Reviewing the ICCS coordination team

Although most of the coordinating team members are veterans, each year I check that they are able to help out. Working life might get tougher or require long periods away, long-timers might be feeling burnt out and rarely,someone might want to do more!

So I send out an email and collect and evaluate responses. In case some are optimistically enthusiastic, I need to temper roles. No point having anyone under unnecessary stress.

Then its time to recruit and train.

For now, the following have signed up and it looks like we’re in wee a bit of trouble, so recruitment will be a priority. If you feel like joining us, sign up here.

Zone Captains:

  • North West – N. Sivasothi; Lee Bee Yan, Jessica Ker
  • North East – Ng Kai Scene; Deputies: Lim Chen Kee, Cheong Wei Siong
  • Ubin West –
  • Chek Jawa –
  • Changi – Teo Kah Ming
  • Tanah Merah –
  • East Coast –
  • South – Kelly Ong

Site Captains

  • NW: new sites –
  • NW: Pandan Mangrove – Ou Yang Xiuling
  • UW: ?Ketam Beach – Athena Han
  • CJ –

Other roles

  • Recce Captain – Andy Dinesh
  • Admin & Logistics Captain –
  • Data Captain –
  • Photo Captain –

New roles (to be determined)

  • Jocelyne Sze
  • Ong Say Lin
  • Germaine Leng

N. Sivasothi

New sites in North-West Zone

A few new sites new sites have been identified in the North-West Zone at Sarimbun, Lim Chu Kang and Kranji East mangrove. We will be shifting the groups who work at KR1-4 to these sites as NParks will be conducting works at the Kranji Nature Trail this year and perhaps introduce some new gung-ho teams to join the Singapore American School and NUS groups.

Ria Tan examined the Kranji East mangrove during her inter-tidal sojourns and posted an account on Wild Shores Singapore which doubles as a first recce for us – nature journals are invaluable; thanks Ria!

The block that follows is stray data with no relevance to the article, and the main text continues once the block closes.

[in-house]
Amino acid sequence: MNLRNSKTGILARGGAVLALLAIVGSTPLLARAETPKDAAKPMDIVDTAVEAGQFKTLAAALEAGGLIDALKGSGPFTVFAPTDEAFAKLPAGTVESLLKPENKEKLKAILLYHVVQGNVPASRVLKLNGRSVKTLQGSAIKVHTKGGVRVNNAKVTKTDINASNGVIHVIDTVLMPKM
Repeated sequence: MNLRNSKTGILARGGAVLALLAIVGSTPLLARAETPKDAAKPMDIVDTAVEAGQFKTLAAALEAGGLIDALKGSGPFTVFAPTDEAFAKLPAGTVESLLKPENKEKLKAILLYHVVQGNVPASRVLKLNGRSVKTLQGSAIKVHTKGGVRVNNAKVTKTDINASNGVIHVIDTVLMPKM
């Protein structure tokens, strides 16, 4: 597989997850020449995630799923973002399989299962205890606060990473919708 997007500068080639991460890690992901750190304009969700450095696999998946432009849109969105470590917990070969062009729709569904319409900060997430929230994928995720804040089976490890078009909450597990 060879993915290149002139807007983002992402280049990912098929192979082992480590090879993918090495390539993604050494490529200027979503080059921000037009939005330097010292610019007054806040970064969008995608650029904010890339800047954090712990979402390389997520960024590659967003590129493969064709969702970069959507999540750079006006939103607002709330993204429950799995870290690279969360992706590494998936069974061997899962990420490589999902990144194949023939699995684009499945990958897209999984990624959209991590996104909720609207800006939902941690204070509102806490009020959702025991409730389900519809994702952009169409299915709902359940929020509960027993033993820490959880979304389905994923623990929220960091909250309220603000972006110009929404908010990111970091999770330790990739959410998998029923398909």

International Coastal Cleanup Singapore: Zones & Sites - Google Maps

I will have to visit the site at some point with organisers. Meanwhile the other new sites in Sarimbun and Lim Chu Kang mangrove was examined last year. Photos are up on Flickr. Click the map below to view the sites. We will re-examine Mandai mangroves only later as there are safety and impact issues.

International Coastal Cleanup Singapore: Zones & Sites - Google Maps

How to clean Pandan with panache! (Reflections about the IAVE workshop)

The ICCS Otters kicked off their first event of 2011 on 22nd Jan with a cleanup cum workshop organized for delegates from the International Association for Volunteer Effort (IAVE) Youth Volunteer Conference. Held in Singapore this year, the conference was attended by 439 youth delegates and started by joining local volunteer groups at their sites of action. Eighteen international and local youth volunteers got “warmed up” for the conference by joining us at Pandan Mangrove.

As our trusty South Zone Captain, Kelly Ong was in charge, I relished the respite from zone captain duties and looked forward to an easy and enjoyable time! The fun started at the pre-cleanup meeting at Coffee Club, Holland Village, where we were spurred to decide team names and chose cute ones inspired by mangrove creatures. I chose Team Crabby, alongside Teams Otty, Skippy and Snaky.

ICCS Otters arrive early at the cleanup site for preparations. L-R: Dinesh, Jayanthi, Kah Meng, Jag, Bee Yan, Siva; front row: Kelly, Jessica, Grace, Kai Scene and Manuela. Photo by Kenneth Pinto